E-Z Readers book club likes contemporary mood

Latest item on list is Anne Tyler's `Grownups'

May 09, 2002

An interview with Cindi Alvey, founding member of the E-Z Readers book club.

What book are members reading this month? Back When We Were Grownups by Anne Tyler.

Does your group read a certain kind of books? Fiction only? Mostly we read fiction. We try to do contemporary [fiction] as well as classics, but we don't do half and half. I would say we do about two classics a year. We meet every four to six weeks, depending on the length of the book and the time of the year. Also by waiting six weeks, it allows members to read other books in addition to our book.

Does your group have any favorite authors? We've read three Barbara Kingsolver books, so she would have to be a favorite. ... Her character development is really good, and a lot of the time she has quirky characters in [her books] that have comic relief that we enjoy. Also, [her books] usually have political undertones to them that bring good possibilities for book club discussions.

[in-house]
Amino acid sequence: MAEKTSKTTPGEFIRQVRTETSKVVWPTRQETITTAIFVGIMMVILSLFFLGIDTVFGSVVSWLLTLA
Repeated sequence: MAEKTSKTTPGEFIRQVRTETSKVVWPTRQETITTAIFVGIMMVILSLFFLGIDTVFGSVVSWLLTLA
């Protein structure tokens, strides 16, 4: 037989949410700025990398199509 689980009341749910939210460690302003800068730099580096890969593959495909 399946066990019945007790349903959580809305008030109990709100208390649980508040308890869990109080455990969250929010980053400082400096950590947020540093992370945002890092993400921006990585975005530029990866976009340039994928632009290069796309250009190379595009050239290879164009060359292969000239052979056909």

Is there a book that the group has overwhelmingly liked? Stones from the River by Ursula Hegi. ... It was about a female dwarf growing up during Nazi Germany and what it was like seeing the Nazis coming into power as someone that was a minority. ... [The book] wasn't as depressing as we thought it might be.

What kept it from being depressing? Because [the protagonist] was so positive. You know, it was told from her point of view, and she always kept such a positive outlook and made the most of it. I mean, terrible things happened to people around her, but nothing was so awful that happened to her that she couldn't overcome it. And, of course, history gives it a good ending, that Germany loses.

Is there a book none of the members liked? Oh yeah, there was one book that we all hated: Beach Music by Pat Conroy. We couldn't stand that book. The writing was bad. The situations were way too extreme to be believable. You didn't like the characters. One of the characters grew up in Nazi Germany with similar kind of scenarios as Stones from the River, and just the contrast between the two [books] ... Stones from the River was so much better.

Baltimore Sun Articles
Please note the green-lined linked article text has been applied commercially without any involvement from our newsroom editors, reporters or any other editorial staff.